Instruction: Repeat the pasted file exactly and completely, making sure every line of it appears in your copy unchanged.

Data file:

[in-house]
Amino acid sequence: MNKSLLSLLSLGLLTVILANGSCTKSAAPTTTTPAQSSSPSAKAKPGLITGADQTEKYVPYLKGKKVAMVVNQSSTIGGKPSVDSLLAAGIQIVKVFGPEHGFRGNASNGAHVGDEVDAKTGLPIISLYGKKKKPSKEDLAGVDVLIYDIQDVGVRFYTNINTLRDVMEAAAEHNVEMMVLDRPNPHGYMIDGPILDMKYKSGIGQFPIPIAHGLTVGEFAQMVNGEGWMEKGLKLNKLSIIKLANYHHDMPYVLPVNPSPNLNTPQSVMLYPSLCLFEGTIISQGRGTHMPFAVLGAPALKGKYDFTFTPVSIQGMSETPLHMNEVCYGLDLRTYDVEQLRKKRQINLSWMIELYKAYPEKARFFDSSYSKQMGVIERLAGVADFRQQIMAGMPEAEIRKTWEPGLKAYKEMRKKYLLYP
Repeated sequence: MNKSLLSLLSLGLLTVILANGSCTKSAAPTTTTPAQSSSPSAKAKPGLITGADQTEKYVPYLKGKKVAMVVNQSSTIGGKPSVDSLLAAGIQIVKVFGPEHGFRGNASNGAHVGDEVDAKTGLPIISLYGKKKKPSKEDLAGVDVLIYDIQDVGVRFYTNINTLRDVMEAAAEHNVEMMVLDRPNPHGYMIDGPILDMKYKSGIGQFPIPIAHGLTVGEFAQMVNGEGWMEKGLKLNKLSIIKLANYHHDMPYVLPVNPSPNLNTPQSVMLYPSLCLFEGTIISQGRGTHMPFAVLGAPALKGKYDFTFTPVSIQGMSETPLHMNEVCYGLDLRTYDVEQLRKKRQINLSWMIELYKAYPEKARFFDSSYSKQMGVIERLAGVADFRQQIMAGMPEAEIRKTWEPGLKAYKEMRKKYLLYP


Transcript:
[in-house]
Amino acid sequence: MNKSLLSLLSLGLLTVILANGSCTKSAAPTTTTPAQSSSPSAKAKPGLITGADQTEKYVPYLKGKKVAMVVNQSSTIGGKPSVDSLLAAGIQIVKVFGPEHGFRGNASNGAHVGDEVDAKTGLPIISLYGKKKKPSKEDLAGVDVLIYDIQDVGVRFYTNINTLRDVMEAAAEHNVEMMVLDRPNPHGYMIDGPILDMKYKSGIGQFPIPIAHGLTVGEFAQMVNGEGWMEKGLKLNKLSIIKLANYHHDMPYVLPVNPSPNLNTPQSVMLYPSLCLFEGTIISQGRGTHMPFAVLGAPALKGKYDFTFTPVSIQGMSETPLHMNEVCYGLDLRTYDVEQLRKKRQINLSWMIELYKAYPEKARFFDSSYSKQMGVIERLAGVADFRQQIMAGMPEAEIRKTWEPGLKAYKEMRKKYLLYP
Repeated sequence: MNKSLLSLLSLGLLTVILANGSCTKSAAPTTTTPAQSSSPSAKAKPGLITGADQTEKYVPYLKGKKVAMVVNQSSTIGGKPSVDSLLAAGIQIVKVFGPEHGFRGNASNGAHVGDEVDAKTGLPIISLYGKKKKPSKEDLAGVDVLIYDIQDVGVRFYTNINTLRDVMEAAAEHNVEMMVLDRPNPHGYMIDGPILDMKYKSGIGQFPIPIAHGLTVGEFAQMVNGEGWMEKGLKLNKLSIIKLANYHHDMPYVLPVNPSPNLNTPQSVMLYPSLCLFEGTIISQGRGTHMPFAVLGAPALKGKYDFTFTPVSIQGMSETPLHMNEVCYGLDLRTYDVEQLRKKRQINLSWMIELYKAYPEKARFFDSSYSKQMGVIERLAGVADFRQQIMAGMPEAEIRKTWEPGLKAYKEMRKKYLLYP